Recently, the Ontario government announced changes to the way in which social assistance will be administered in the province. What do these changes mean for Ontarians on social assistance? Are they an improvement on the status quo? And, how do the reforms stack up against the basic income pilot that the Ford Government cancelled earlier in 2018?
To better understand these questions, MLI Munk Senior Fellow Sean Speer joined TVO’s The Agenda with Steve Paikin to discuss the new changes.
According to the Ministry of Children, Community and Social Services, over 960,000 Ontarians are on social assistance. With a myriad of rules and complex conditions, the system is projected to cost $10.1 billion for taxpayers in 2018-19.
However, Speer argues that these numbers hide much more important facts.
“The catalyst for reform is not just the [patchwork nature of the system] or even the cost of these programs,” Speer explains. “The real scandal here [are the issues of retention in the program], the failure to move people into employment…”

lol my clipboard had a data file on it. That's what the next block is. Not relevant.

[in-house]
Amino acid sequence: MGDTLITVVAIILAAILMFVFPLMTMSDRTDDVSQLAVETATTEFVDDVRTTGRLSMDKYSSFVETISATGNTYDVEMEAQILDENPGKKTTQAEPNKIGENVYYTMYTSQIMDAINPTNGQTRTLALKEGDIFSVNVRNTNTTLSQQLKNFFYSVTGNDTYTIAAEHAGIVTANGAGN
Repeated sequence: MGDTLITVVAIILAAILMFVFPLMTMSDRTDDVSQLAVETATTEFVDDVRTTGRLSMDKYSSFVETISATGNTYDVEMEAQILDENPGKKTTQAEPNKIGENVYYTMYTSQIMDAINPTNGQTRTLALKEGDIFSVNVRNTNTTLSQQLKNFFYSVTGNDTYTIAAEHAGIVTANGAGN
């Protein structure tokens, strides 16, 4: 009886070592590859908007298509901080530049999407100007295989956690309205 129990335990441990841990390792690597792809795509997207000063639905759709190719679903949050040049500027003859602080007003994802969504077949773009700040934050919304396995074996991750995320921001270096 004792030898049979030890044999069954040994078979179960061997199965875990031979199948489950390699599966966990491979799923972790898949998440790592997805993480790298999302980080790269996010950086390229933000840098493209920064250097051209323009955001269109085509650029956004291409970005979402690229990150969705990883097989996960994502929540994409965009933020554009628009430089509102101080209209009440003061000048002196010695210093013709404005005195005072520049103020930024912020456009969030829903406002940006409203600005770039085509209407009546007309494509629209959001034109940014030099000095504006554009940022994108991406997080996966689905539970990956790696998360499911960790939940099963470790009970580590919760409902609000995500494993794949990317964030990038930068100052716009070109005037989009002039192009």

Of the nearly one million Ontarians who are on social assistance, only 1% re-enter the workforce each month, and 50% of those who re-enter the workforce return to social assistance. Of those who return to the program, 80% do so within the year.
“The principle of Ontario Works – of social assistance for able bodied people – ought to be temporary, ought to be transitory. And it ought to be a scandal that we have such high retention rates.”
“We’re not just failing taxpayers, we’re failing those people [who are on social assistance].”
Speer also makes the case that returning to work is not just for financial reasons, but is also for other reasons, such as a sense of purpose, self-worth, dignity, and interaction with others.
“The non-financial benefits of work are just as important.”
In terms of the announced changes, Speer believes that they are largely positive as they fundamentally recognize the importance of promoting employment.
“The directional changes that the Minister articulated last week – the extent to which it restores the principle that Ontario Works ought to be transitory, ought to be temporary, ought to be focused on supporting and promoting paid employment… it’s terribly needed.”